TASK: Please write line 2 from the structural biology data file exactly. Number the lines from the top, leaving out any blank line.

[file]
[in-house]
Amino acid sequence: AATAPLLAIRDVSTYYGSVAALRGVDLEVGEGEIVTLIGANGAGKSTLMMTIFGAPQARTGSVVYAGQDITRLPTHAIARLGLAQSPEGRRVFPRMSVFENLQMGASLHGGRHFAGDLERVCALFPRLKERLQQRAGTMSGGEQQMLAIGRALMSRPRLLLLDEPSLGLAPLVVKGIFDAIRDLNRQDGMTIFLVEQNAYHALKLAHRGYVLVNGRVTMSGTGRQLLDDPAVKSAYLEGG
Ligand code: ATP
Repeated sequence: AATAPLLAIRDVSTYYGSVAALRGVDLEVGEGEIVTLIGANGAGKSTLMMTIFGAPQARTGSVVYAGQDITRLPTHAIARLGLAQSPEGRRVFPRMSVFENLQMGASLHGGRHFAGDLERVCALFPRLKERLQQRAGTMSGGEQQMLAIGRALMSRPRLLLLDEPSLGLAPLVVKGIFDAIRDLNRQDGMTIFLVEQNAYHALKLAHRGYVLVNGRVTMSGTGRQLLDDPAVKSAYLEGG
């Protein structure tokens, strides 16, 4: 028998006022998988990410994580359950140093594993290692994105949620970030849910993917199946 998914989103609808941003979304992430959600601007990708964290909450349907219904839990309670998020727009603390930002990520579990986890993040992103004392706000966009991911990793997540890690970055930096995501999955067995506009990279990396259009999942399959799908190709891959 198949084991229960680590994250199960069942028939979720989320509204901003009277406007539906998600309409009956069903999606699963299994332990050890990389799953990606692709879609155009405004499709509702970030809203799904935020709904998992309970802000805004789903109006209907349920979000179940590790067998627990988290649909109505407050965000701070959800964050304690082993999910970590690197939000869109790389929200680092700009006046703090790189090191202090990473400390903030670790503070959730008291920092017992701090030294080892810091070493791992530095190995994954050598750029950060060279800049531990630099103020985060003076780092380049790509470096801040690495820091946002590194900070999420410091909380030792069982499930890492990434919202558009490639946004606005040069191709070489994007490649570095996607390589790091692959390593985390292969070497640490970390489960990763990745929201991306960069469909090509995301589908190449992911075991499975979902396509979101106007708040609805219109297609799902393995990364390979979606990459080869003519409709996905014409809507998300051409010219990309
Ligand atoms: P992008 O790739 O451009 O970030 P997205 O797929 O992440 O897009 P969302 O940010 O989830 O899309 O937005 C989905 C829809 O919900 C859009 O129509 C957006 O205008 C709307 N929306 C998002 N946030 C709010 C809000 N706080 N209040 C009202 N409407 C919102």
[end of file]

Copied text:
Amino acid sequence: AATAPLLAIRDVSTYYGSVAALRGVDLEVGEGEIVTLIGANGAGKSTLMMTIFGAPQARTGSVVYAGQDITRLPTHAIARLGLAQSPEGRRVFPRMSVFENLQMGASLHGGRHFAGDLERVCALFPRLKERLQQRAGTMSGGEQQMLAIGRALMSRPRLLLLDEPSLGLAPLVVKGIFDAIRDLNRQDGMTIFLVEQNAYHALKLAHRGYVLVNGRVTMSGTGRQLLDDPAVKSAYLEGG